"Hard Style" (a term applied to a specific style of kettlebell lifting) strength training makes use of kettlebells as free-weights rather than dumbells, cable machines and a weighted bar. A major difference in this style is the off-set weight of a kettlebell. (A variety of sizes come into play, such as those pictured to the upper left and lower right. These kettlebells are solid cast iron, thus the diameter of the bell increases in proportion with the weight.) This requires the lifter to use deep core contraction, specific breathing and technical knowledge to accomplish a lift safely. Another characteristic of "Hard Style" is improved mobility and flexibility. "Hard Style" kettlebell lifting is a great way to take your physical fitness to a higher level and learn valuable skills for daily life.

Kettlebells to assist in a workout vs. Kettlebells as the workout
(more kettlebell exercises = more need for technique)
"Kettlebells to assist in a workout" is when a few exercises in the workout include kettlebells, ie. a circuit style workout with kettlebell exercises mixed in with exercises using other pieces of equipment such as a barbell, pull-up bar, tire and sledge hammer, etc. This style is typically a group workout with minimal emphasis on teaching technique, which slows the pace. Great for those who need a diversified workout, this style is characteristically intense and supports functional movement. Can be an excellent way to condition the cardiovascular system and gain strength.

"Kettlebells as the workout" is when the entire set of equipment for a workout is a variety of kettlebell sizes and open floor space for bodyweight exercises such as push-ups and burpies. Skills must be developed to complete an entire workout with kettlebells only. It is a good idea to get a series of private training sessions or attend a certification workshop (such as "Hard Style" or Girevoy Sport training) so the lifts become correctly ingrained. Great for those who like to workout on their own. Also excellent for at-home training and for athletes who want to improve their performance in a sport.

"Hard Style" vs. Girevoy Sport (more time with one lift = even more focus on technique)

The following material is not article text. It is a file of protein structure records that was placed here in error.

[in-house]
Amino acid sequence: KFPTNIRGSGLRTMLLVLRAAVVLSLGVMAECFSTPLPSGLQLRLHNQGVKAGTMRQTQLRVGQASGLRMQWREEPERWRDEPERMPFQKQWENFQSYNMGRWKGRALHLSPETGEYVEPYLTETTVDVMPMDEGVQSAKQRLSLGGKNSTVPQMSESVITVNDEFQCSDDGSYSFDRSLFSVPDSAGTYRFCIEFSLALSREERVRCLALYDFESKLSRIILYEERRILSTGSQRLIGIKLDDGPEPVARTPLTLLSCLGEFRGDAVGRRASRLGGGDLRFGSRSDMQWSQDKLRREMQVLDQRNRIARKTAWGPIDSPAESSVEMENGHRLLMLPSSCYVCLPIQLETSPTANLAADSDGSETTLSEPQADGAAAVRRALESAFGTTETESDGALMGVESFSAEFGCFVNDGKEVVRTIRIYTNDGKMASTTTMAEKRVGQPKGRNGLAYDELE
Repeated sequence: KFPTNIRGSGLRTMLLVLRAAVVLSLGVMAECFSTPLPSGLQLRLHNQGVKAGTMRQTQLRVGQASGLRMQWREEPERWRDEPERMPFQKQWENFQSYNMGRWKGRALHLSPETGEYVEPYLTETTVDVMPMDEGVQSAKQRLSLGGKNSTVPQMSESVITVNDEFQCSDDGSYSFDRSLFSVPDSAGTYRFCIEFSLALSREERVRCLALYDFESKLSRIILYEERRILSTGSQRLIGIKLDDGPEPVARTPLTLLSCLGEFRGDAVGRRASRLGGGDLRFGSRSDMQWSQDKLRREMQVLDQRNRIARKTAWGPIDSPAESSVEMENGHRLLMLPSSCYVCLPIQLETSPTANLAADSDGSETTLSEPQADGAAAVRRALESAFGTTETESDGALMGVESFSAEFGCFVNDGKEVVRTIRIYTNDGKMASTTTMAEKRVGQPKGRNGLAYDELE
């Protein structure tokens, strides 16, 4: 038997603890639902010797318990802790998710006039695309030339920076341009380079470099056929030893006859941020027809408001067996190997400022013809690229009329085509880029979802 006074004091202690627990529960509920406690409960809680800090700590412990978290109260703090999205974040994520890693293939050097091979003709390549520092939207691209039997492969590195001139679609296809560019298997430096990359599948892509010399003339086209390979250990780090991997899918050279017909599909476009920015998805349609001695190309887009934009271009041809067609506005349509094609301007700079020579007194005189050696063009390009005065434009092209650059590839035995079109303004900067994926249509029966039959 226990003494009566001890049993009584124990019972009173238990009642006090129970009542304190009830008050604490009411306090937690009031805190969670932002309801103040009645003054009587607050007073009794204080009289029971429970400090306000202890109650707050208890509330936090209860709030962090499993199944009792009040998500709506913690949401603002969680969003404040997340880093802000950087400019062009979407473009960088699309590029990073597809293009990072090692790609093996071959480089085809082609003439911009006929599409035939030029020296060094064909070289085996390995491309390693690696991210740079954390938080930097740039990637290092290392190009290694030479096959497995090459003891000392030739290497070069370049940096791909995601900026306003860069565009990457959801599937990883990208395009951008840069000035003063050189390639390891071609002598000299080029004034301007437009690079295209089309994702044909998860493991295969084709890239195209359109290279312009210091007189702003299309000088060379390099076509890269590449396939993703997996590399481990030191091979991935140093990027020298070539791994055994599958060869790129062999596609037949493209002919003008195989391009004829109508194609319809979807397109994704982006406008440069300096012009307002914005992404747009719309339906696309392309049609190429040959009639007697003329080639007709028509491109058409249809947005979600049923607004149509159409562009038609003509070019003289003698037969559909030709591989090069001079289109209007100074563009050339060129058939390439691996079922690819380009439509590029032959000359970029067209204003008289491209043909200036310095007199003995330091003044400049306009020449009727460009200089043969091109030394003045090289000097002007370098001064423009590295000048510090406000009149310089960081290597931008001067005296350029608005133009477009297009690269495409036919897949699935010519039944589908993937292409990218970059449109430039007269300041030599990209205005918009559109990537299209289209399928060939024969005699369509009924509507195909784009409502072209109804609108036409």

"Hard Style" has a trademark of high intensity with fewer repetitions. Which is not to say that cardiovascular endurance is left out. In fact, many long-time weightlifters pick up kettlebells for the added cardiovascular conditioning of the momentum exercises, ie. Swing and Snatch. Great for breaking out of a training rut and gaining relative strength due to the high focus on core conditioning. Excellent for short workouts with a minimal amount of equipment.

Girevoy Sport (GS) takes the momentum exercises to a whole new level. The diameter of these hollow steel weights are standardized so a lifter can move from 8 to 12 to 20 kilogram weights without adjusting their form to fit the different dimension. (A 32 kg kettlebell is more solid than an 8 kg kettlebell.) This type of kettlebell (shown in the picture above) is useful for all types of kettlebell training. A characteristic of Girevoy Sport is the initial challenge of learning the "classic lifts" which make it a sport: Snatch, Jerk and Clean & Jerk ("Long Cycle" in GS talk). The duration of a competition set, 10 minutes, is the next challenge of GS. At a competition, the amount of correct repetitions completed in 10 minutes are counted as a lifters set. In the beginning, just keeping a kettlebell in motion or in one of the "rest positions" for 3 to 5 minutes is a major accomplishment. GS training is great for developing work capacity, strength endurance and flexibility in shoulder and hip joints. Also excellent for athletes who want to learn a new, highly competitive individual sport.

I hope this is helpful for those who've been wondering about the various uses for kettlebells. Please feel free to contact me with comments or questions:  See my website for information about classes or private training:

Best wishes for a great season!

Monday, September 24, 2012

NW Kettlebell Competition a great benchmark event

For those who have caught the Kettlebell Sport fever, regional meets such as the NW Competition in Seattle are extremely gratifying.

First of all, it's a chance to go all out with a 10 minute set. This requires preparation, not just a few 15-rep sets in the middle of your circuit training. I mean focused training sessions to grove the lift, learn how to connect timing with breathing cycles and train the anti-panic mechanism.

The second major benefit of training to lift at a regional meet is that you may be in the weight class by yourself, earn a gold medal for showing up and log a great personal record! Currently Kettlebell Sport is an elite, niche sport in the US. Due to the intensity of training, not many athletes will go the distance, so until we have a few more years of growth in the ranks, most people will earn a first, second or third place medal at local and regional meets. National Championship meets are another story...

The third, but not final benefit of making it to regional KB Sport meets is the look you see on the guys in these pictures. The people, the sportsmanship, everyone respects the process of working toward personal goals. We all know what it takes to finish, or even attempt to finish a 10 minute kettlebell set. And the ranking system is not easy. That's right, there are ranks in categories such as Health, General Physical Preparedness, Sporting Perfection and High Mastery of Sport. As in all elite level sports, it's not every month that an athlete can achieve one of these ranks. We prepare for months, sometimes years to achieve goals and improve our previous records. Each year the local and regional events bring both new and seasoned athletes, community, friendly competition and benchmark achievements that might just be World Records. The joy of accomplishment is something you just have to experience for yourself.